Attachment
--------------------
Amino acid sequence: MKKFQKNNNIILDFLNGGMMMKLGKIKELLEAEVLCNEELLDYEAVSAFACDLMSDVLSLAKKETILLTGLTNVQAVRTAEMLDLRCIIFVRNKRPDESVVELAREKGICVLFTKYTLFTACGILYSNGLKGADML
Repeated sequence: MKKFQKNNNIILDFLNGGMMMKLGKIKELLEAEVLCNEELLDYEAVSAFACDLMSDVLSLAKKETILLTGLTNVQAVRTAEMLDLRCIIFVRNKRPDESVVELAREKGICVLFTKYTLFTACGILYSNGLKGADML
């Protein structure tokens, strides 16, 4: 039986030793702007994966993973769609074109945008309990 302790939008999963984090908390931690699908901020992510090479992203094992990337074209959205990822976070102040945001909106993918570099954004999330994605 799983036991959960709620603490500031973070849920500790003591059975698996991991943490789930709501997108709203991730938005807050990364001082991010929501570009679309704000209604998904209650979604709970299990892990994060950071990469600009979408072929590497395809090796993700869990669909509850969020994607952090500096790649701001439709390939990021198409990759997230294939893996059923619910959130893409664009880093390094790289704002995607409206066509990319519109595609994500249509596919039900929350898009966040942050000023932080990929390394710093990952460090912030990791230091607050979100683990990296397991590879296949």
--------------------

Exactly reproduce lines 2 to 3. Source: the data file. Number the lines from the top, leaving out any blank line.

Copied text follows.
Repeated sequence: MKKFQKNNNIILDFLNGGMMMKLGKIKELLEAEVLCNEELLDYEAVSAFACDLMSDVLSLAKKETILLTGLTNVQAVRTAEMLDLRCIIFVRNKRPDESVVELAREKGICVLFTKYTLFTACGILYSNGLKGADML
């Protein structure tokens, strides 16, 4: 039986030793702007994966993973769609074109945008309990 302790939008999963984090908390931690699908901020992510090479992203094992990337074209959205990822976070102040945001909106993918570099954004999330994605 799983036991959960709620603490500031973070849920500790003591059975698996991991943490789930709501997108709203991730938005807050990364001082991010929501570009679309704000209604998904209650979604709970299990892990994060950071990469600009979408072929590497395809090796993700869990669909509850969020994607952090500096790649701001439709390939990021198409990759997230294939893996059923619910959130893409664009880093390094790289704002995607409206066509990319519109595609994500249509596919039900929350898009966040942050000023932080990929390394710093990952460090912030990791230091607050979100683990990296397991590879296949």